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There are several adhesives that can hold pieces of wood together without screws or nails. The cheapest and most commonly available is plain old white glue, similar to the Elmer’s we used in school. Officially called polyvinyl resin, white glue sets fairly quickly and becomes transparent when it hardens. It’s convenient for gluing dowels in place on those ready-to-assemble furniture pieces and for similar woodworking projects.
Listen to BOB VILA ON WOOD GLUE TYPES or read the text below:
Next up the ladder is carpenter’s glue, or aliphatic resin glue. Carpenter’s glue is stronger than white glue, and sets faster. It also holds up better to sanding than white glue does. Any joining that uses either white glue or carpenter’s glue should be clamped together until the glue sets.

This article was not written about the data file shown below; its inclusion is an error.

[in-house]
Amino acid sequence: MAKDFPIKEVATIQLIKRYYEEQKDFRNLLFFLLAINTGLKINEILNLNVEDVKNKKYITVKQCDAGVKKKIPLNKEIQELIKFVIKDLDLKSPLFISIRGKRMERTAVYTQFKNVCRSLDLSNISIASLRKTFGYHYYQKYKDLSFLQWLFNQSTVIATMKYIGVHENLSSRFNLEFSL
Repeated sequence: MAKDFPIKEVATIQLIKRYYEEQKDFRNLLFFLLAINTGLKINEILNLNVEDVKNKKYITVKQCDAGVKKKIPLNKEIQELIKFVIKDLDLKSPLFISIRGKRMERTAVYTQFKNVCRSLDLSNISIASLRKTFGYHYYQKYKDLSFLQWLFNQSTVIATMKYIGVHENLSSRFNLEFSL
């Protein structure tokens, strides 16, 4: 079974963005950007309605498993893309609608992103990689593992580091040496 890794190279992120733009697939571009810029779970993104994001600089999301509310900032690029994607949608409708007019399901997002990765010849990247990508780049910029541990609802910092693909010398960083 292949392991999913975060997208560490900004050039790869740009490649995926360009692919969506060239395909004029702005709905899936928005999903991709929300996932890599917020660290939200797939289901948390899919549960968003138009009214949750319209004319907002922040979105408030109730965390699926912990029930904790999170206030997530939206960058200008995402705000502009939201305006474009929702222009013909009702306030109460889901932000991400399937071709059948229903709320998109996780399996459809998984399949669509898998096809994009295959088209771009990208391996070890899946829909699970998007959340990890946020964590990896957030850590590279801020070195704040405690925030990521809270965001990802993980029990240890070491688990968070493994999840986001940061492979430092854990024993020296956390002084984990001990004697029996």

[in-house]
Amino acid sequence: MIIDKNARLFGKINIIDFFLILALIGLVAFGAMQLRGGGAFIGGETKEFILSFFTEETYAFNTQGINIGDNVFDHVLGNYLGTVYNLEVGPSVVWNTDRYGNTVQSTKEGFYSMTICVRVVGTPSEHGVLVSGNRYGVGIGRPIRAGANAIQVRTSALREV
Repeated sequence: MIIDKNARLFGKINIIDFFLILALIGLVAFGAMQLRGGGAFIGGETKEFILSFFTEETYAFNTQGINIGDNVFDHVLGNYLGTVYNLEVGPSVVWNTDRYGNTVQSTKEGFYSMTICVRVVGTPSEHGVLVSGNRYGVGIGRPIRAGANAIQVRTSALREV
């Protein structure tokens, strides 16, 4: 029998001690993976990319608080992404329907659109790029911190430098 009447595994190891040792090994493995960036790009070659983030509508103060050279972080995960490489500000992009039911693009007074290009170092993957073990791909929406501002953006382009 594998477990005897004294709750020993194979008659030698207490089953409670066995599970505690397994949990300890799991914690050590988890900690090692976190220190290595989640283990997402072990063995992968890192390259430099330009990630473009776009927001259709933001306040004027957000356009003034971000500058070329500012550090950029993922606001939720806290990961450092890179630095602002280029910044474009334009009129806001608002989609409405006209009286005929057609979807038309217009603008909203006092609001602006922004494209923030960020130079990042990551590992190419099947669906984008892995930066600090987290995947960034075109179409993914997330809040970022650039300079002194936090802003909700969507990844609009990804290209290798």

Neither white nor carpenter’s glue is suitable for outdoor use, or anywhere it will get wet. For those you’ll want formaldehyde glue, also called resorcinol. Formaldehyde glue is good for doors, windows, and moldings that might be exposed to water.
By the way, all three of these glues are different from construction adhesives, which don’t penetrate bare wood well and shouldn’t be used for joining wood pieces. One exception is installing molding or trim in tight spaces where you can’t use a clamp. Construction adhesive is sticky enough to hold wood trim without clamping.
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